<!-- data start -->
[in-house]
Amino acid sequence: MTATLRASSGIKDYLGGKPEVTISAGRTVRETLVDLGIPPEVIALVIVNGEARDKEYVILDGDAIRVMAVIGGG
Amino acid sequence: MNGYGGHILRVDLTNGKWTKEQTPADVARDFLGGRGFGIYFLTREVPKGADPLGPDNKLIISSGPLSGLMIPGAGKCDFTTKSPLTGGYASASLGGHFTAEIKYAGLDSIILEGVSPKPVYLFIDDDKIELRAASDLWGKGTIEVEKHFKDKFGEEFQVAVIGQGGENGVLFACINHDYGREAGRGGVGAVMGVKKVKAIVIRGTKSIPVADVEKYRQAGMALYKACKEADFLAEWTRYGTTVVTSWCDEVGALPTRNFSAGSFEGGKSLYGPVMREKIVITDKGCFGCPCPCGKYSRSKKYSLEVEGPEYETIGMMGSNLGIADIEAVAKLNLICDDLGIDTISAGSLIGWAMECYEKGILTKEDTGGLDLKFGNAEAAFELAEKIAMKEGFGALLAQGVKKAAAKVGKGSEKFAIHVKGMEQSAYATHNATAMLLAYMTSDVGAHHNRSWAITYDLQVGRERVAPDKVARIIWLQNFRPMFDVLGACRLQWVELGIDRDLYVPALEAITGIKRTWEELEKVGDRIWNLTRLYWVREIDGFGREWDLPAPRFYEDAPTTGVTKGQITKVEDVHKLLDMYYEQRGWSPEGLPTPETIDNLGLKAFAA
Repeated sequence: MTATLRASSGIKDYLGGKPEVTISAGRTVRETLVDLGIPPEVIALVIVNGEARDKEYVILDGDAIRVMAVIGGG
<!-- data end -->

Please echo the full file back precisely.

[in-house]
Amino acid sequence: MTATLRASSGIKDYLGGKPEVTISAGRTVRETLVDLGIPPEVIALVIVNGEARDKEYVILDGDAIRVMAVIGGG
Amino acid sequence: MNGYGGHILRVDLTNGKWTKEQTPADVARDFLGGRGFGIYFLTREVPKGADPLGPDNKLIISSGPLSGLMIPGAGKCDFTTKSPLTGGYASASLGGHFTAEIKYAGLDSIILEGVSPKPVYLFIDDDKIELRAASDLWGKGTIEVEKHFKDKFGEEFQVAVIGQGGENGVLFACINHDYGREAGRGGVGAVMGVKKVKAIVIRGTKSIPVADVEKYRQAGMALYKACKEADFLAEWTRYGTTVVTSWCDEVGALPTRNFSAGSFEGGKSLYGPVMREKIVITDKGCFGCPCPCGKYSRSKKYSLEVEGPEYETIGMMGSNLGIADIEAVAKLNLICDDLGIDTISAGSLIGWAMECYEKGILTKEDTGGLDLKFGNAEAAFELAEKIAMKEGFGALLAQGVKKAAAKVGKGSEKFAIHVKGMEQSAYATHNATAMLLAYMTSDVGAHHNRSWAITYDLQVGRERVAPDKVARIIWLQNFRPMFDVLGACRLQWVELGIDRDLYVPALEAITGIKRTWEELEKVGDRIWNLTRLYWVREIDGFGREWDLPAPRFYEDAPTTGVTKGQITKVEDVHKLLDMYYEQRGWSPEGLPTPETIDNLGLKAFAA
Repeated sequence: MTATLRASSGIKDYLGGKPEVTISAGRTVRETLVDLGIPPEVIALVIVNGEARDKEYVILDGDAIRVMAVIGGG